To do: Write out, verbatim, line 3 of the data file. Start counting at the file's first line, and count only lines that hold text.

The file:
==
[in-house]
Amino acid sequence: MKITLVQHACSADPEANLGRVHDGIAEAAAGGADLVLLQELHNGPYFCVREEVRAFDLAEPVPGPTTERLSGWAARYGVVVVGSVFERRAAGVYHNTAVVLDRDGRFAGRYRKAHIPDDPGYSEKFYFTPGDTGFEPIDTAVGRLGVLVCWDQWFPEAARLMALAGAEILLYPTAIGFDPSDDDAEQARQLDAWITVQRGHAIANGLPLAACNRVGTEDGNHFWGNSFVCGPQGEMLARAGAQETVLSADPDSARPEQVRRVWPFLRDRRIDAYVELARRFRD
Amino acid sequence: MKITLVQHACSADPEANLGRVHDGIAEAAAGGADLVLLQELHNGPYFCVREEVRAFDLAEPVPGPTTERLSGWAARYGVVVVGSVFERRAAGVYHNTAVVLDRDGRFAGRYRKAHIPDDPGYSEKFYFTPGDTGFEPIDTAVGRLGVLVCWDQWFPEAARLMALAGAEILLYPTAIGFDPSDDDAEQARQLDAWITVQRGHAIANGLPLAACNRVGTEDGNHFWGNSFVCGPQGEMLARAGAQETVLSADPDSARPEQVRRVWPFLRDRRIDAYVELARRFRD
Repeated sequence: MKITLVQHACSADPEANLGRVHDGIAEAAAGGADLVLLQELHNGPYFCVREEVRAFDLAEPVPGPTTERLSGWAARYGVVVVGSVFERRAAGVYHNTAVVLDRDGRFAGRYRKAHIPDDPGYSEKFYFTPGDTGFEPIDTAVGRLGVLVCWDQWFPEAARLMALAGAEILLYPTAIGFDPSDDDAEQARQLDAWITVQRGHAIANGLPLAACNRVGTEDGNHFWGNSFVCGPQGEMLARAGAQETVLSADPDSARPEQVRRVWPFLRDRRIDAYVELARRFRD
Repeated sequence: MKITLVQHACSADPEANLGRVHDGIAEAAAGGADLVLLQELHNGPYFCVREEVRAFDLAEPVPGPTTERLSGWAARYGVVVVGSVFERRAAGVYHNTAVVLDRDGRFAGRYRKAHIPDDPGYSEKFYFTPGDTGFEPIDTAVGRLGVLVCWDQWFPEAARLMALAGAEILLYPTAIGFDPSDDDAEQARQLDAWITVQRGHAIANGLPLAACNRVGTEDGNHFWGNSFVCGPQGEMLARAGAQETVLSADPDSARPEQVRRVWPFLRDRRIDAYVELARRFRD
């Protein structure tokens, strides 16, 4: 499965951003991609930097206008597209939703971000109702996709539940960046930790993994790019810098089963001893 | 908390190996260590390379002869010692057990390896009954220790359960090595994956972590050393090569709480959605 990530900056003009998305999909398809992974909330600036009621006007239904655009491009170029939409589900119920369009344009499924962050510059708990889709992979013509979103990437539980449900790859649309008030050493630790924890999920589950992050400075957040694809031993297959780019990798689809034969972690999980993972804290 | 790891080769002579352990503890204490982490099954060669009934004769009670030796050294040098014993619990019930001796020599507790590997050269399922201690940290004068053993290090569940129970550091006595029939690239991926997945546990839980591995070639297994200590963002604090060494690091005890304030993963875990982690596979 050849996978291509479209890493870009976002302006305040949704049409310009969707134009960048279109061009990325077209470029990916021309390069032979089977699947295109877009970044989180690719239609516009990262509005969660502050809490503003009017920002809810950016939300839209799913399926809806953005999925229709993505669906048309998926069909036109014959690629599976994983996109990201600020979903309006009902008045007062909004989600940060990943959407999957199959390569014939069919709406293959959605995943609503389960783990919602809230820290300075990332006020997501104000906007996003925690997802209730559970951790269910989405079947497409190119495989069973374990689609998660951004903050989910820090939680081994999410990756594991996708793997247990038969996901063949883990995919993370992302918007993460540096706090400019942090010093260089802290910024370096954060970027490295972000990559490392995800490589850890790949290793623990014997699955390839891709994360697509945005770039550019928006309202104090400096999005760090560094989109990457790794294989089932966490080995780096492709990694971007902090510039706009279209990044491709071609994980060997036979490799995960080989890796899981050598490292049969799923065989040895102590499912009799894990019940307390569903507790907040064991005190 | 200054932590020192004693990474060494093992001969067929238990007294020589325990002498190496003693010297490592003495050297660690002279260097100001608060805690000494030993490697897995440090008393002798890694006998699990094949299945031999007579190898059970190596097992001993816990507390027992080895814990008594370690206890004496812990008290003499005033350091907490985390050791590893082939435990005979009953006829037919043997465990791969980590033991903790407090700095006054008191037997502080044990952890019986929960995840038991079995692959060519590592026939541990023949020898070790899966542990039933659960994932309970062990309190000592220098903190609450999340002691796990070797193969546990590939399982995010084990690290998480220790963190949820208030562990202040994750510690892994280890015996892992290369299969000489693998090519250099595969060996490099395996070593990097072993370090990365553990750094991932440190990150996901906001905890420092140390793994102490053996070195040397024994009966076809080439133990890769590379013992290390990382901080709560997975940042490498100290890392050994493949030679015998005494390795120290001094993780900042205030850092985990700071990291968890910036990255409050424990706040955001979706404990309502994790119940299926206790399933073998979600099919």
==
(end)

Amino acid sequence: MKITLVQHACSADPEANLGRVHDGIAEAAAGGADLVLLQELHNGPYFCVREEVRAFDLAEPVPGPTTERLSGWAARYGVVVVGSVFERRAAGVYHNTAVVLDRDGRFAGRYRKAHIPDDPGYSEKFYFTPGDTGFEPIDTAVGRLGVLVCWDQWFPEAARLMALAGAEILLYPTAIGFDPSDDDAEQARQLDAWITVQRGHAIANGLPLAACNRVGTEDGNHFWGNSFVCGPQGEMLARAGAQETVLSADPDSARPEQVRRVWPFLRDRRIDAYVELARRFRD